an integrated damping system 13 within the base 3 of the disc player 1 eliminates
the requirement for the manufacture and assembly of separate rubber AV mounts.
Additionally, because the damping system 13 is integrated with the base 3, this
component can be manufactured to with greater accuracy, such that that the allowed
clearance between the disc and the inner surface of the base 3 can be reduced.
This reduction enhances the miniaturisation of the dimensions of the disc player.
As a direct result of this miniaturisation the overall wind drag experienced by
the disc is reduced, thus having the effect of reducing the current required to
drive the spindle motor. An obvious advantage of this will be an increase in the
lifetime of battery cells employed by portable disc players.
Further advantages of the present invention are that the locking
mechanism 6 prevents the need for a disc break, since the disc will always be stationary
before the lid 2 is opened. The locking mechanism 6 also removes the need for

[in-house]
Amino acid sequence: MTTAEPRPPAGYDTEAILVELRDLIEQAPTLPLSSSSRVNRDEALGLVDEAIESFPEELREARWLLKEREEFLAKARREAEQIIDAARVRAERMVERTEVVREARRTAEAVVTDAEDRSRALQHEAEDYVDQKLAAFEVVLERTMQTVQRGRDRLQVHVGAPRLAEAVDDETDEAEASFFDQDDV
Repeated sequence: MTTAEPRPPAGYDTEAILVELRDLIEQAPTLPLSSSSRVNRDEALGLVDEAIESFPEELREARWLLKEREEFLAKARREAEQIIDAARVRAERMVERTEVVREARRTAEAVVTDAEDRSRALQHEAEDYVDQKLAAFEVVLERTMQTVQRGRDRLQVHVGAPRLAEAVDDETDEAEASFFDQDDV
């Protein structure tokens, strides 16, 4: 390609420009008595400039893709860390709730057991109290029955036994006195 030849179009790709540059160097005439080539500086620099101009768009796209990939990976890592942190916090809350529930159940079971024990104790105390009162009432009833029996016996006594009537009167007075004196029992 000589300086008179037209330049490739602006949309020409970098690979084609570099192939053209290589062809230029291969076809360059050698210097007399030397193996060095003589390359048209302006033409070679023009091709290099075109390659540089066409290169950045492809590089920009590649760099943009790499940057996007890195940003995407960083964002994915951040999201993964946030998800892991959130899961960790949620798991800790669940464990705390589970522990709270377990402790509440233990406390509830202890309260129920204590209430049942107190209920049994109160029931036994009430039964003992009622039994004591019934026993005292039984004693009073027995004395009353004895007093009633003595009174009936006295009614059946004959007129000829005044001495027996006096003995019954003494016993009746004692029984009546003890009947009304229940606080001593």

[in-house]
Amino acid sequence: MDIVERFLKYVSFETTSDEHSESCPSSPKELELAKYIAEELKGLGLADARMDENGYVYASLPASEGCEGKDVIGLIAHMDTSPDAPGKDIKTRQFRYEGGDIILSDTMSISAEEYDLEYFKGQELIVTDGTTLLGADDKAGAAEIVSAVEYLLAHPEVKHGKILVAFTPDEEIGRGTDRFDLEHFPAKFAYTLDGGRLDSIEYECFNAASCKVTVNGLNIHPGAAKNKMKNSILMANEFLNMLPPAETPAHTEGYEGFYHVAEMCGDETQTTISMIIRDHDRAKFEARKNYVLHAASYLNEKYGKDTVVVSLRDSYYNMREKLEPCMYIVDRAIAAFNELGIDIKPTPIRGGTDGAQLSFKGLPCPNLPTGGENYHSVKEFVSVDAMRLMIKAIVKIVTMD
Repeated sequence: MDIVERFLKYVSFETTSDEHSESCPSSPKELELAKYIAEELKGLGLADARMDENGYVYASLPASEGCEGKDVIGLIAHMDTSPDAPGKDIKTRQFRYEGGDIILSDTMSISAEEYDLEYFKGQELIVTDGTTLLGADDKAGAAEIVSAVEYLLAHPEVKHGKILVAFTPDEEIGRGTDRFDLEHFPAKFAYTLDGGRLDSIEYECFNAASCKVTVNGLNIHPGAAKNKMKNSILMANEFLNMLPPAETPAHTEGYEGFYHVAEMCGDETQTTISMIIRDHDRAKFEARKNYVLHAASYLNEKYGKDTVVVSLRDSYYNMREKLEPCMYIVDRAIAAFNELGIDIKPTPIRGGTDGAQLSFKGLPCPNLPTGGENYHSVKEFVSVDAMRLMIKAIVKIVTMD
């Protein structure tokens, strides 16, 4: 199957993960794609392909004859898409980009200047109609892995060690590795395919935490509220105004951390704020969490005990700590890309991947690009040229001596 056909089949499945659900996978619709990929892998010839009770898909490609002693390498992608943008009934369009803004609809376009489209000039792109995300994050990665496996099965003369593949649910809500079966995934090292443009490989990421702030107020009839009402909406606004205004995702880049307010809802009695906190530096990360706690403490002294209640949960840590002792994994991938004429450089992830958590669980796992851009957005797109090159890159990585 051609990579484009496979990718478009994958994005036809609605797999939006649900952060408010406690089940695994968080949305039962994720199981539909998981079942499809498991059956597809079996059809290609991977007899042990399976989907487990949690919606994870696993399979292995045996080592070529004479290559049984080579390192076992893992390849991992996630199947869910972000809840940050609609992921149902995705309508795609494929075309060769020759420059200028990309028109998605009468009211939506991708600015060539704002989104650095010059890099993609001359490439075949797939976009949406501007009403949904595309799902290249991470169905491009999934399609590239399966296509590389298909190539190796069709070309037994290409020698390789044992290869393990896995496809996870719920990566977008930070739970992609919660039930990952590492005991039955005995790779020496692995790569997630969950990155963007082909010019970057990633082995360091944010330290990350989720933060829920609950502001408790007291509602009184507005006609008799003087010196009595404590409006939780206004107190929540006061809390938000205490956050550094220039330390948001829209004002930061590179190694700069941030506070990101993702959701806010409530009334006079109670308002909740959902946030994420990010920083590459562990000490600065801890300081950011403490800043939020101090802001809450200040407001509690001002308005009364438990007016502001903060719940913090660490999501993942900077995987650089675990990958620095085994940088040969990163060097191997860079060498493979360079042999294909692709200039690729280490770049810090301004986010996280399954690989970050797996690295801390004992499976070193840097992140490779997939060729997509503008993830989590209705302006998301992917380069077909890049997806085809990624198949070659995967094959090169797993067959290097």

the electronics normally associated with a write lock. In addition, since the locking
mechanism 6 is activated by the airflow generated by a spinning disc there is
no need for it to use any electrical components such as motors, solenoids or associated
gear mechanisms. As the locking mechanism 6 draws no current it provides a particularly
attractive feature for portable devices that employ battery power sources.
A yet further advantage of the present invention is that as there
are no wires or connectors required for the operation of the locking mechanism
6 the disc player 1 is both easier and cheaper to assemble.
The foregoing description of the invention has been presented for
purposes of illustration and description and is not intended to be exhaustive or
to limit the invention to the precise form disclosed. The described embodiments
were chosen and described in order to best explain the principles of the invention
and its practical application to thereby enable others skilled in the art to best
utilise the invention in various embodiments and with various modifications as
are suited to the particular use contemplated. Therefore, further modifications
or improvements may be incorporated without departing from the scope of the invention